From Norm Matloffâ€™s H-1B/L-1/offshoring e-newsletter.
Norm Matloff writes:
Many of you will recall DOL's announcement last June that it was suspending approvals of green card applications submitted by Fragomen, Del Rey, Bernsen & Loewy, LLP, the nation's largest immigration law firm, pending the results of an audit. DOL stated that it had reason to believe that the firm had been involved in a client's hiring process to an extent contrary to DOL regulations. See my postings on this here, here, here, and here.
At the time I predicted that there was nothing that DOL could do, as Fragomen appeared to be operating within the law and regs. I stated, as I always do, that THE MAIN PROBLEM WITH H-1B AND EMPLOYMENT-BASED (EB) GREEN CARDS IS THE LOOPHOLES, NOT ILLEGAL BEHAVIOR.
I have written part of the last sentence above in all-caps form because it is so often forgotten, including by activists who are pushing for tightening of the laws regarding foreign workers. It is especially important right now, because (sorry to shout again) CONGRESS IS CURRENTLY CONSIDERING MAJOR EXPANSION OF THE EB GREEN CARD PROGRAMS YET HAS NOT INCLUDED ANY REFORM OF THE PROCESS IN THE LEGISLATION. This is especially sad in view of the fact that, according to my sources, many people in Congress are well aware of "TubeGate," the YouTube videos made by an immigration law firm for their clients, in which they show how to exploit the numerous gaping loopholes in green card law. More on Congress below.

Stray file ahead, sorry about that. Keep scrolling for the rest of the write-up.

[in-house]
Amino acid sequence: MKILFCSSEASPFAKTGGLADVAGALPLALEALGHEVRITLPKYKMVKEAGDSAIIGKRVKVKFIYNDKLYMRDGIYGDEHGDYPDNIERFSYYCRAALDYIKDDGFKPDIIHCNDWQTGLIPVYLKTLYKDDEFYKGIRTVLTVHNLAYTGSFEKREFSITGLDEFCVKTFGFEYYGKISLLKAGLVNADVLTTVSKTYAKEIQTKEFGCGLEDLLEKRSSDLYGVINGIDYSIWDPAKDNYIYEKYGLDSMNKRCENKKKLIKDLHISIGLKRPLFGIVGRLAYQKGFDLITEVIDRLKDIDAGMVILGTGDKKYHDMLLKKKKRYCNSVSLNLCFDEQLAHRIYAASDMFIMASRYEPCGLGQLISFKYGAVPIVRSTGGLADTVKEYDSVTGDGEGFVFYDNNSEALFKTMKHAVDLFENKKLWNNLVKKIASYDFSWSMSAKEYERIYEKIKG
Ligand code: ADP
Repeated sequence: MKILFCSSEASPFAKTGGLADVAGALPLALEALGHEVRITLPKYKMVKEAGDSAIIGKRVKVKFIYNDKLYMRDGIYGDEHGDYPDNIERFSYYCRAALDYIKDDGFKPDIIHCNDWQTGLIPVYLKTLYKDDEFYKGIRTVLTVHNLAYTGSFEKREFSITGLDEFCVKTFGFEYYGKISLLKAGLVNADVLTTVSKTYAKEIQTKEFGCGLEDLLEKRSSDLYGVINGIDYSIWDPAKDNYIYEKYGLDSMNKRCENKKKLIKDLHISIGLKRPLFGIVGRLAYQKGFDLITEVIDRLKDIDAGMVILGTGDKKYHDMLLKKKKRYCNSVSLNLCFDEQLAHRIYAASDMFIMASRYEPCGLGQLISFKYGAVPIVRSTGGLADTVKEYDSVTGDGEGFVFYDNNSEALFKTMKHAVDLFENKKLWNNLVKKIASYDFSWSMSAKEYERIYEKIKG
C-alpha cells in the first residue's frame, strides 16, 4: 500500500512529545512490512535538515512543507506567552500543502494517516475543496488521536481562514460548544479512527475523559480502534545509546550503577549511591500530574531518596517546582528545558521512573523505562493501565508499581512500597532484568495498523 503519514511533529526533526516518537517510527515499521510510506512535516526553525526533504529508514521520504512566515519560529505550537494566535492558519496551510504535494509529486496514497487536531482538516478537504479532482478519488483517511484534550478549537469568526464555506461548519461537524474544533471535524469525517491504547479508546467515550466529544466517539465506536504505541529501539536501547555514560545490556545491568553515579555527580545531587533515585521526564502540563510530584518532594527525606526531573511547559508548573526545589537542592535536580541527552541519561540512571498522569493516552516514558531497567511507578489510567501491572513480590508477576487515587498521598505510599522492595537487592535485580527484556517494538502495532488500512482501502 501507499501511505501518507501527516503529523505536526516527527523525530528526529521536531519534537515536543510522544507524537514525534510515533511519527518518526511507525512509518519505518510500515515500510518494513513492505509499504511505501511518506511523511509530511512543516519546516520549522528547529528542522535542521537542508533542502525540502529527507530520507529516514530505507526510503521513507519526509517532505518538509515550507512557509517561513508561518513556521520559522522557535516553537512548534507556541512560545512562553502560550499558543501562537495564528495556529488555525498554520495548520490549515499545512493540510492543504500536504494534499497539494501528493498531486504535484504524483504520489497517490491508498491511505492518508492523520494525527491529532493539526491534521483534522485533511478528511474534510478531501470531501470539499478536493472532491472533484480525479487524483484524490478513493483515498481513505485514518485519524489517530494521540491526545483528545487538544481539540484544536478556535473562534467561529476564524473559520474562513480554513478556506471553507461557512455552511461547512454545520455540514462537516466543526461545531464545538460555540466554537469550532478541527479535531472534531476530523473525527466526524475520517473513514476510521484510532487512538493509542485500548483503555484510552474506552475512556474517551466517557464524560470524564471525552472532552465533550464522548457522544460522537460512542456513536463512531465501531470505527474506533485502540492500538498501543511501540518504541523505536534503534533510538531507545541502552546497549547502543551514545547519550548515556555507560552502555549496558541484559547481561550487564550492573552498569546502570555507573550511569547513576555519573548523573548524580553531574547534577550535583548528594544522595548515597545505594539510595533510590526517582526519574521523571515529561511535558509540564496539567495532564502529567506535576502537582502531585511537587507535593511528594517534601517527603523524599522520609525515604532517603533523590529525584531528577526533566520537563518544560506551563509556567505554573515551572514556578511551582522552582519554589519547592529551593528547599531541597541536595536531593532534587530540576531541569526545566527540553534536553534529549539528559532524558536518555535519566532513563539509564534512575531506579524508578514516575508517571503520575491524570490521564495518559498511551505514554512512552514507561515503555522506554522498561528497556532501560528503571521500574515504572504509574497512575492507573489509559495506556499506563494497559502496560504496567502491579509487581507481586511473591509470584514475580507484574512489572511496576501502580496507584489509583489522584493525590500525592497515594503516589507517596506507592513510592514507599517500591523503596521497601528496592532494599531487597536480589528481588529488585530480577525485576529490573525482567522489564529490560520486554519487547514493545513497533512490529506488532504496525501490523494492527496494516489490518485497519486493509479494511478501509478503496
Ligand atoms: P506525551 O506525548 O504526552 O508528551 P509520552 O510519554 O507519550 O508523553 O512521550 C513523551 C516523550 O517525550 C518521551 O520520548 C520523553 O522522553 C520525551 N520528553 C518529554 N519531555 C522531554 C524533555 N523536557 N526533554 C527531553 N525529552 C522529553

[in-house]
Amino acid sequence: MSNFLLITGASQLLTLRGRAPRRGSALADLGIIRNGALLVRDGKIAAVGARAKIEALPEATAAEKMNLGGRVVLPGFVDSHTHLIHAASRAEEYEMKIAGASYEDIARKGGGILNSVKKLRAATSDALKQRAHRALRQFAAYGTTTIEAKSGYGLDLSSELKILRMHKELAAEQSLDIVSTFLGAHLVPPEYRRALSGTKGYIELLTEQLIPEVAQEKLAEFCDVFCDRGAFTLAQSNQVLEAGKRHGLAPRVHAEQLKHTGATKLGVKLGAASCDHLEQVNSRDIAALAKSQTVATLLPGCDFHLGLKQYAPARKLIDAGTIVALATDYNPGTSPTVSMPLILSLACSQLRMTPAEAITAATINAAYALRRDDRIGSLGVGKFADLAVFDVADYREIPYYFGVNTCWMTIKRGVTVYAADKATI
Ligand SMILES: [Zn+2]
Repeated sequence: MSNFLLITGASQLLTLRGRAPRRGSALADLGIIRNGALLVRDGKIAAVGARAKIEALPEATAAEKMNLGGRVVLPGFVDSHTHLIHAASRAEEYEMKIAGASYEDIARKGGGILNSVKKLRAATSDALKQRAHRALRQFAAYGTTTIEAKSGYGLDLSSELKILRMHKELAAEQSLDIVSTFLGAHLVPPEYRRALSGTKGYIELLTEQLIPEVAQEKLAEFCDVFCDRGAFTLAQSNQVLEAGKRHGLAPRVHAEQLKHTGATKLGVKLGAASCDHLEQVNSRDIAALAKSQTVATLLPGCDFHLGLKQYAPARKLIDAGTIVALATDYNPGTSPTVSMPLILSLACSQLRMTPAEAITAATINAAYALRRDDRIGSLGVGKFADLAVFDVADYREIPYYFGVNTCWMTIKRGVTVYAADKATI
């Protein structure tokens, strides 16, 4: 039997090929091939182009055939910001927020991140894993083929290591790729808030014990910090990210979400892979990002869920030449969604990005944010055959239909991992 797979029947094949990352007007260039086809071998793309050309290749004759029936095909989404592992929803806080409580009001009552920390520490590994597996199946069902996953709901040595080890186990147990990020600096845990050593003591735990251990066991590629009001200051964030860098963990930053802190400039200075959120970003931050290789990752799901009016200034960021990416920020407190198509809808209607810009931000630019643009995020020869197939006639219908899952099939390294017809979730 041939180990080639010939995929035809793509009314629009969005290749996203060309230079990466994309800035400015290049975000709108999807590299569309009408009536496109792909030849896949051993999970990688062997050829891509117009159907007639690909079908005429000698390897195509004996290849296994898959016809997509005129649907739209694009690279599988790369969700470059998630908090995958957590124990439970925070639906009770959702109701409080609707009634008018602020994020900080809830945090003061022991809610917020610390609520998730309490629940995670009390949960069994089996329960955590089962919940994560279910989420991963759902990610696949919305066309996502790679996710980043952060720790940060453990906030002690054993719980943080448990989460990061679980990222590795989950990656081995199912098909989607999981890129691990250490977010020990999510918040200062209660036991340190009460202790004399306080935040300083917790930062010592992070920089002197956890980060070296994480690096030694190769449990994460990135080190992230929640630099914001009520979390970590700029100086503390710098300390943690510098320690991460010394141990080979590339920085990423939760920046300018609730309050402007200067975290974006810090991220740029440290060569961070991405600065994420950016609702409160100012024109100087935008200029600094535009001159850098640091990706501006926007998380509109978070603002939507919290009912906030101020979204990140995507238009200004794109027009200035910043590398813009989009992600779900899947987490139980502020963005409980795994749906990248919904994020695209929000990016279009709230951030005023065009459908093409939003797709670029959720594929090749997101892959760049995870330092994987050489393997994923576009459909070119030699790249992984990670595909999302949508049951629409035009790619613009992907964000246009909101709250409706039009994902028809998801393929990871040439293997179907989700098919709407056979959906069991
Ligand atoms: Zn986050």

Let me stress again that THE IMPORTANCE OF THE FRAGOMEN CASE IS NOT THAT A "BIG FISH" HAS BEEN CAUGHT VIOLATING THE LAW—WHICH IT HASN'T—BUT RATHER THAT THE ACTIONS OF FRAGOMEN ILLUSTRATE THE LOOPHOLE-RIDDEN NATURE OF THE LAW. As noted in my earlier postings, prominent Fragomen clients such as Cisco Systems have been placing outrageously deceptive newspaper job ads stating that only U.S. citizens and permanent residents may respond, when in fact the job "opening" is already filled by a foreign worker that Cisco is sponsoring for a green card. Again, all of this is fully legal. (By the way, Cisco's ads don't actually say there is a job opening; they merely say that Cisco is "accepting resumes"!)
There is now an update on the Fragomen case, in a statement issued by DOL on August 29, which you can view here. [PDF]
Here DOL affirms that an employer has the right to check with legal counsel in rejecting U.S. applicants for a job the employer intends to fill with an EB-green card sponsoree. DOL also reasserts that the lawyer must not get so involved in this process that the lawyer is screening the applicant pool, etc.
Though this document does not quite absolve Fragomen, the language suggests that DOL will in fact do so. And for its part, Fragomen appears to be conducting business as usual, as I will explain below, suggesting that the firm has already been informally notified that it will come out will a basically clean bill of health. Again, given the loophole-ridden laws and regulations, Fragomen SHOULD indeed be absolved of wrongdoing, sad to say.
As many of you know, HP just announced a layoff of 25,000 employees, and yet they still appear to be sponsoring foreign workers for green cards—with Fragomen as legal counsel. (See the details at http://www.claytoncramer.com) The job ads still say that only Americans can submit resumes, and they are still having Americans submit resumes to a Fragomen attorney, one Cindy Jen. Ms. Jen's bonafides may be viewed here.Â